shall serve or act in the hearing or trial of
any such case or controversywho ha» or at
any previous time has . had, either directly
or indirectly, any financial interest or con
cern in the result of suoh hearing or trial.
or who shall ; be a business partner of any.
party thus interested, or who, during the
last two months prior to the ; institution of
such hearing or . trial, shall '•* have
acted as broker or employe of or for any
person thus interested. : v" "V f'.'_/'{.
.Section 2. Before entering --npon the
hearing or trial of any case of controversy
any director or. any member of the asso
ciation may be required to answer under
oath or affirmation any questions touching
his qualification . or : disqualification to
serve or act under section 1 • of this rule
The proposed • amendment . is to portions
of section 1, as follows:-".;- ....;.-'
... To strike out "or who at any previous
time has either directly or indirectly."
Also by ] striking out " "or who during • the
the last two moths prior to '. the institution
of such hearing or trial shall : have acted as
broker or employe of or any person thus
interested." This is signed by twenty-five
members. ; ,
. 'Judge Barnum decided cm a demurrer,
this morning, a suit of considerable im
portance to the Chicago board of trade.
About January 24th James Rankin, a mem
ber of the board, -. became insolvent, and
immediately thereafter confessed judg
ment in the .criminal . court. in favor of
Thomas Bates for $525. Bates thereupon
in haste proceeded to garnishee the funds
in the hands of the open board clearing
house belonging to Bates' credit order.
Judge Barnum decided that the funds re
ceived by the clearing house of the cor
poration are a'trust fund for the crediting
members of the insolvent, and not liable
to a judgment until the trust is satisfied,
and that the by-laws relating to the clear
ing house are valid. and reasonable. The
plaintiff asked time to file exceptions. ;\- -■ ;
H. A. Ho wen, of Star Route Bribery _ Noto
riety, Under Arrest for Non-Payment of
His Hoard—His Appeal to the Attorney
. General.
Philadelphia, Oct. 17. — has been de
cided to withdraw the charge against Col.
Henry A. Bowen of defrauding the propri
etor of the Great Western hotel, upon pay
ment of the money claimed. Bowen says
he will have a statement to make this even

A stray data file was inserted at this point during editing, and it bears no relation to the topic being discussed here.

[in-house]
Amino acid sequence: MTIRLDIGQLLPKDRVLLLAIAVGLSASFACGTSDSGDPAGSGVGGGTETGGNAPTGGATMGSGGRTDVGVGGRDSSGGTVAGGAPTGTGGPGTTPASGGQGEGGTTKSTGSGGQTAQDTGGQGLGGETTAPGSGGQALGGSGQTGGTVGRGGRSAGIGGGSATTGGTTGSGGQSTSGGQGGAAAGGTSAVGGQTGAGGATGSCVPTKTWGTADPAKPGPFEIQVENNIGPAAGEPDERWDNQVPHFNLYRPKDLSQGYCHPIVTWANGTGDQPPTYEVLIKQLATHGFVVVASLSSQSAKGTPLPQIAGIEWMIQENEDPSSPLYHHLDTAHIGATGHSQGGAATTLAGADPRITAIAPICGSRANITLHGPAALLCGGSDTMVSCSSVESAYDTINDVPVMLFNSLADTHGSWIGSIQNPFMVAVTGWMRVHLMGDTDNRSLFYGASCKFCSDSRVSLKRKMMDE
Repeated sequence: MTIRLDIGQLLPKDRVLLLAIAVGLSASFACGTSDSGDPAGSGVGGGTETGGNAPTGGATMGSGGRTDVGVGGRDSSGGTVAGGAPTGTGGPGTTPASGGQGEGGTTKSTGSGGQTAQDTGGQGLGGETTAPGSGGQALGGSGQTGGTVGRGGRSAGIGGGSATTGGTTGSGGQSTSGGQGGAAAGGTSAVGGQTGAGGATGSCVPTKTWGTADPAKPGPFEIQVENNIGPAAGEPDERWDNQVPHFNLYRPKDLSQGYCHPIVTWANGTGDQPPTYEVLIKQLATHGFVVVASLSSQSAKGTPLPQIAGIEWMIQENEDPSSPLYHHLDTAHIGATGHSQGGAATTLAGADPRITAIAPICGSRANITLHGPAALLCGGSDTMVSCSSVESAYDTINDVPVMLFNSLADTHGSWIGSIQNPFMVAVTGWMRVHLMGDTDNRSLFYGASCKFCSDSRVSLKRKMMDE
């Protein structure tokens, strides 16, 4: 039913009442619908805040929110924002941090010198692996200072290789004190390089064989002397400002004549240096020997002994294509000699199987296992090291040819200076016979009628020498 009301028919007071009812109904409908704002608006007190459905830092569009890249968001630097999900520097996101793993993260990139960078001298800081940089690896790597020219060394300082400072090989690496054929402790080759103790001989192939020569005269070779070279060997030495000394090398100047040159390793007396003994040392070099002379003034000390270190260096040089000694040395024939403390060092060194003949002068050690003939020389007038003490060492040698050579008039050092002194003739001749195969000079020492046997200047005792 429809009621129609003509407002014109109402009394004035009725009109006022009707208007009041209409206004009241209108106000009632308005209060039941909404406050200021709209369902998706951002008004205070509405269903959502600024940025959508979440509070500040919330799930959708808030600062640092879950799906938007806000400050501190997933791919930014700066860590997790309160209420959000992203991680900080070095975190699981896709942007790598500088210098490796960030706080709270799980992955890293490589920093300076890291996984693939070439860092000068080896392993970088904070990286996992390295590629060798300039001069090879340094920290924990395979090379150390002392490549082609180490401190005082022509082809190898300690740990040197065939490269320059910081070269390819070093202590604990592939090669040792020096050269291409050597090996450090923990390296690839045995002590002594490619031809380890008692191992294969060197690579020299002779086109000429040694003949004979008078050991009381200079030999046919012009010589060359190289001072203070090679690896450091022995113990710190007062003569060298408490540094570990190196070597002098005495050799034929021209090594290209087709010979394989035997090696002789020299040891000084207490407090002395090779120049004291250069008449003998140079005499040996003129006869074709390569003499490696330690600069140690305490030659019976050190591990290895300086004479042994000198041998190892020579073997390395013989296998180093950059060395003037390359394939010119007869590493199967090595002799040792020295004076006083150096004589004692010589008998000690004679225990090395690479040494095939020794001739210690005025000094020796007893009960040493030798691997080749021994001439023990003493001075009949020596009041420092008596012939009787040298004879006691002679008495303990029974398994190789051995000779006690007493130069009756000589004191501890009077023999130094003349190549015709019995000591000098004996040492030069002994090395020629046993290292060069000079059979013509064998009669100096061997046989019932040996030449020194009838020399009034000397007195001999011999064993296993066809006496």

ing in regard to star route matters.
Washington, Oct. Merrick, Ker and
Wells held a conference to-day on star
route matters. The gentlemen are reti
cent on the subject of their consultation,
but it is probable that important proceed
ings will result from it within a few days.
Washington, Oct. 17.—H. A. Bowen, un
der arrest at Philadelphia upon warrant of
his landlord for non-payment of his board,
was taken to the residence of the attorney
general of that city. He sent in a note to
the attorney general, who at once came
out of his private office into the outer de
partment, where Bowen was se_ttd. Tie
conversation which took place was heard
by the senior student, who has furnished
the following report for publication: 1
was present at the interview between Mr.
Brewster and Mr. Bowen on October 16,
about 4:30; saw Bowen was in cus
tody of an officer, having been arrested
for non-payment of his board; he asked
Mr. Brewster to advise and assist him so
as to relieve him from arrest, and advise
him how to get bail. Mr. Brewster re
minded him that he did not know him,
and had never seen him before to his
knowledge, and because he was a stranger
to him, and also because of the peculiar
position of ! Mr. Bowen towards the de
partment of justice in connection with the
Dickson charges, he was the last mar, M*.
Brewster could interfere to help under any
circumstance?. • Mr. Bowen aid he caw
-lie propriety of that. Mr. Brewster said
that he (Bowen) had involved his depart
ment in a scandal, maliciously gotten up
by those star route men attempting to
bring Mr. Dickson in connection with Mr.
Cameron. j Mr. I Bowen said that j he was
very sorry, but meant no wrong, and he
came - from . California to make it: plain.
Mr. Brewster told him if he had hot come
he would have made him come. Mr. Brew
ster then suggested that if he could get
the money from his friends' in New
York, where V he said he had
money,; he could get it by
a remittance. Finally Mr. Bowen said:
"Yes; that could be done," and the officer
said he would go with him. Mr. Brewster
spoke in a loud tone in the presence of the
officer and myself, and on Mr.. Bowen's
suggestion that they speak in private . he
refused, saying there was nothing to be
private about.; Before the interview Mr.
Bowen 'sent in by me the appended note,
'and Mr. Brewster immediately came out in
the front office. I was present during: all
the interview, and made this ' interview at
the suggestion of Mr. Brewster as soon as
Mr. Bowen went out. ■'." -v.^i
. SibWhile giving my statement to the
district attorney this afternoon on the al
leged . bribery of Mr. Dickson, I was ar
rested by the proprietor of the hotel where
I'. am stopping for my board bill. The
bill has never been presented, and . I can
pay it to-morrow. - Inasmuch '" as I am de-.
tained here and have been by Mr. Ker,
who is out of town, I am constrained and
ask that you advise me as to my cause of
procedure. ': '■/■ Respectfully,': ■-';v ;.*(- -y f v.■■■'.
■ -i._-^__; .C£'S H. A. Bowen,
The Attorney General of the United
States. *._ ., .
.Bower paid his bill this "afternoon, and
was discharged.' Attorney General , Brew
ster says Bower has made a statement < to"
District i Attorney £j Valentine "regarding
Dickson's charges in the star route bribery
investigation, and it has been forwarded